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Sexual Harassment

Accomplished Hackensack law firm litigates all types of sexual harassment claims

Sexual harassment in the workplace is not just demeaning — it is against the law. At Deutsch Atkins & Kleinfeldt, P.C. in Hackensack, we aggressively pursue relief for New Jersey employees subjected to this kind of mistreatment and work tirelessly to hold wrongdoers accountable. Sexual harassment directly assaults a person’s dignity. Employees may be subjected to a hostile sexually charged work environment, may be pressured into performing sexual acts against their will, or may be punished for refusing to submit to sexual advances. Acts motivated by gender or sex may create unwanted and offensive attention, embarrass employees or make the workplace intolerable.

As one of New Jersey’s largest plaintiff-side employment law firms, we have successfully litigated claims on behalf of personnel at all levels, including executives, directors and officers. We handle sexual harassment suits involving:

  • Quid pro quo advances — This type of sexual harassment can include threats of negative job actions or offers of extra benefits in exchange for sexual attention. In quid pro quo cases, we represent employees who have faced pressure to satisfy a supervisor’s sexual demands, been punished for rejecting advances, or mistreated after ending a consensual relationship.
  • Hostile work environment— Severe or pervasive offensive conduct that is sexual or motivated by gender can create a hostile work environment. These claims can stem from misconduct from a co-worker or supervisor and may involve language, pictures, gestures, touching or other offensive behavior.
  • Retaliation— Your employer cannot punish you for objecting to or complaining about sexual harassment, even if you complain verbally to an agent of the employer. If you are fired, suspended, demoted, denied an earned raise, harassed or suffer any other retaliatory job action, our discrimination attorneys can help you seek justice.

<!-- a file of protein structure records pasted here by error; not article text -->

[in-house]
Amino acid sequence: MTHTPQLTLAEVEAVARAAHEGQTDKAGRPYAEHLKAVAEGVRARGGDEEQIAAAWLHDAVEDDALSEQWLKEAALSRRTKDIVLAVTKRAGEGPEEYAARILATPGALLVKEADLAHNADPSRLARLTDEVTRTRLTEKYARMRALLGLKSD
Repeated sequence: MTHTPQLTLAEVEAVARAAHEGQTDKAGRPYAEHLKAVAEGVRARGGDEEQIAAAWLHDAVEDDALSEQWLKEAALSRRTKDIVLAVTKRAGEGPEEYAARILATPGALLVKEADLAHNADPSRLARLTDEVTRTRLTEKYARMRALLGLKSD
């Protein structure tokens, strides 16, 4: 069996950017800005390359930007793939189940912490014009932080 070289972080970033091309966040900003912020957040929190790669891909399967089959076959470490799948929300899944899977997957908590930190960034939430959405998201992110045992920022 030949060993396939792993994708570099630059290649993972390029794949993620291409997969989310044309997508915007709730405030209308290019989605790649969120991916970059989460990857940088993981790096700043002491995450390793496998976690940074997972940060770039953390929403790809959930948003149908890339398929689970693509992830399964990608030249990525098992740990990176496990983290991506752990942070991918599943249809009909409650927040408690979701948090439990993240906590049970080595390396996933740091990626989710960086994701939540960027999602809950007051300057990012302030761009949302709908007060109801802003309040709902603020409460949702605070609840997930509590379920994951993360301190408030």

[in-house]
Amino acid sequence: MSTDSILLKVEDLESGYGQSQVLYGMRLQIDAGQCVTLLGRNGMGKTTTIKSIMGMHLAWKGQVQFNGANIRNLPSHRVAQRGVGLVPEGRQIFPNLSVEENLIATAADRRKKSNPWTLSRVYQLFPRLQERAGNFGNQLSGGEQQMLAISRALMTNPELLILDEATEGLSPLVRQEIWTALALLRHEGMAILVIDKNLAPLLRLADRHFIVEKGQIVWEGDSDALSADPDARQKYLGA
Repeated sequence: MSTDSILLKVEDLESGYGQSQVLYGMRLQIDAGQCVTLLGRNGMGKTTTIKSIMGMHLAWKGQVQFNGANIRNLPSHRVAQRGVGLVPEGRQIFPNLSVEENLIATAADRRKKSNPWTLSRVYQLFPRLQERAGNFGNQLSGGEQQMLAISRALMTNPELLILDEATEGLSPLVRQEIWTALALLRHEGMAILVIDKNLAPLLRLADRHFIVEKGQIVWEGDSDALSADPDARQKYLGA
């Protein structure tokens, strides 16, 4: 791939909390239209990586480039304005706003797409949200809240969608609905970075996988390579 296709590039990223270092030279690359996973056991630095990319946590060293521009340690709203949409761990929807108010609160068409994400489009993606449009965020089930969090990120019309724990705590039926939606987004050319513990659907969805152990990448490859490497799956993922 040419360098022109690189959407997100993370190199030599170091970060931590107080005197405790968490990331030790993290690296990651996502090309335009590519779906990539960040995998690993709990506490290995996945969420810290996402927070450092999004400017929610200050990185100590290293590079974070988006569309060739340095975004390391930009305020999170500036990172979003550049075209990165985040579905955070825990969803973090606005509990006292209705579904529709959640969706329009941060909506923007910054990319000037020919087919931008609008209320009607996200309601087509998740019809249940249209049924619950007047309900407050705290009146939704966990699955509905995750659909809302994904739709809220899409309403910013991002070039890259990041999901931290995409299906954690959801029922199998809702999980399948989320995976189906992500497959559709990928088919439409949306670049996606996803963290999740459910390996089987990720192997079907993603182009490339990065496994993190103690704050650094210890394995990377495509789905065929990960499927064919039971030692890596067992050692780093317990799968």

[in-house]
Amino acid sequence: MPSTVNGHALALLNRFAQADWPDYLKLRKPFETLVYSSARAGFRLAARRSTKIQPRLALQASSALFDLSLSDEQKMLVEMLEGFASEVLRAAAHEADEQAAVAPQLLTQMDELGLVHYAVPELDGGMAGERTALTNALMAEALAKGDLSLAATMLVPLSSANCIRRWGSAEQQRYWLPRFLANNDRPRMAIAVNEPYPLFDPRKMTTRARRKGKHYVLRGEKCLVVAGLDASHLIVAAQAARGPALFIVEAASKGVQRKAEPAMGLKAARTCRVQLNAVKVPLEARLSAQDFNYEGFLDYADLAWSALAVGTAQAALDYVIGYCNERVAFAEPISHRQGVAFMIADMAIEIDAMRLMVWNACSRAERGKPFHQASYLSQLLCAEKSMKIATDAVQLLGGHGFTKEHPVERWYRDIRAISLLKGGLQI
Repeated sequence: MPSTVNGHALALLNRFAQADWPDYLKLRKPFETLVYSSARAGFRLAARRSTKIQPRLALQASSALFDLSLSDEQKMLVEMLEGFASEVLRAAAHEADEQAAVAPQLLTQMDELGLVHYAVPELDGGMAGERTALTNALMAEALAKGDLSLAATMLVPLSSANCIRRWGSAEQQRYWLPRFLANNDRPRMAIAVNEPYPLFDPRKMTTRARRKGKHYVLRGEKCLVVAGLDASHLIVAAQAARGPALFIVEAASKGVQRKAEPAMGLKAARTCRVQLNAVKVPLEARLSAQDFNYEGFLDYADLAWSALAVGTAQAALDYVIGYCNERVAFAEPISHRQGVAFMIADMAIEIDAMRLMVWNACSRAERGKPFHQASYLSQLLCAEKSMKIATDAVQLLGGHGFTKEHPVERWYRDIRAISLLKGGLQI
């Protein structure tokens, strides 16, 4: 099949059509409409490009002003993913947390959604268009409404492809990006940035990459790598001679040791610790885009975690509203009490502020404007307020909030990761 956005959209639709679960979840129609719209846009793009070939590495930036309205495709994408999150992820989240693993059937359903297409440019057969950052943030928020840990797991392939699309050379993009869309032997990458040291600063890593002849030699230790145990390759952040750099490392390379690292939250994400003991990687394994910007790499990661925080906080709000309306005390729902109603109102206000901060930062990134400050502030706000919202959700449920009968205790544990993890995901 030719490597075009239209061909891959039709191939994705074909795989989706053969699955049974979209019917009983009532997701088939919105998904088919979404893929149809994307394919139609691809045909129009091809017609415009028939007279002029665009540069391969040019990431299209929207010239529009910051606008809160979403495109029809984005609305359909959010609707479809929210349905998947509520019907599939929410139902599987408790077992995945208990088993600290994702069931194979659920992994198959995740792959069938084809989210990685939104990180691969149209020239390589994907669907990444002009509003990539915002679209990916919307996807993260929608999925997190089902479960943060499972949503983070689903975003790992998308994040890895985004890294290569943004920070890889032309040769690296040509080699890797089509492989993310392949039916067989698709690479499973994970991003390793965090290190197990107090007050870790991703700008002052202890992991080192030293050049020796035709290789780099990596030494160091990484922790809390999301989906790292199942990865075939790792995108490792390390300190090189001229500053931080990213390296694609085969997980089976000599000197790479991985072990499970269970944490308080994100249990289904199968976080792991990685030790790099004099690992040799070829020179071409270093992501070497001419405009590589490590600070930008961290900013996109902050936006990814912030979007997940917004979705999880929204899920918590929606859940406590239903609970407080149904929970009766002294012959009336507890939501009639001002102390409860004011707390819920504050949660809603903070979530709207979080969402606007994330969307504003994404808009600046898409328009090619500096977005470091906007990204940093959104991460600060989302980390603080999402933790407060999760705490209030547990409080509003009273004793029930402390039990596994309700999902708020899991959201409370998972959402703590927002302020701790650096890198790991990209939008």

We have the knowledge and resources to take on powerful interests during administrative proceedings and in court. Our attorneys have obtained substantial compensation for workers.

Our Lawyers Litigate Quid Pro Quo Claims

Quid pro quo sexual harassment (or “this for that” sexual harassment) occurs when a superior requires a subordinate to submit to unwelcome sexual conduct as a condition of the job, to receive some work benefit, or to avoid some adverse employment action. At Deutsch Atkins & Kleinfeldt, P.C., our experienced attorneys represent victims of this illegal conduct and help them seek damages for the harm they have suffered. We file appropriate claims against the companies (and sometimes the perpetrators) who might be liable for such actions. If your boss has pressured you for sexual attention on the condition that you’ll receive a benefit — or be denied one if you don’t acquiesce to the demands — we will help you enforce your rights.

Throughout New Jersey, our sexual harassment lawyers litigate all types of quid pro quo claims, including those involving:

  • Threats of firing or other punishment — If you’ve been subjected to an unwanted sexual advance from a superior and, after rebuffing the advance, suffered a negative job consequence, you may have a case. Negative consequences can include termination, demotion, the denial of a promotion or raise, being forced to work unpaid overtime, being given a poor performance review, or getting dead-end assignments.
  • Offers of additional benefits — Just as supervisors cannot punish or threaten an employee who refuses their sexual advances, they are also barred from providing benefits to workers who comply with their overtures. We represent individuals who have been offered promotions, bonuses and other inducements from harassing bosses.
  • Job applicants — You do not have to be hired to experience quid pro quo sexual harassment. If a potential employer indicates that providing sexual favors will get you a job or will be part of your job, our lawyers can bring a claim on your behalf.

If you have been subjected to this sort of treatment, our accomplished discrimination attorneys work diligently to obtain a financial recovery that fully accounts for the harm you have suffered.

Legal protections against workplace harassment

It may be more beneficial to pursue a claim under state law, as opposed to federal law. New Jersey offers more protections than federal law in regard to:

  • Types of harassment — The New Jersey Law Against Discrimination (LAD) considers sexual harassment to be a form of gender-based discrimination. Sexual harassment may involve verbal, visual, physical or digital contact.
  • Employer intervention — Once your employer is aware, or should be aware, that sexual harassment is occurring, they are legally obligated to try to stop it and prevent future harassment.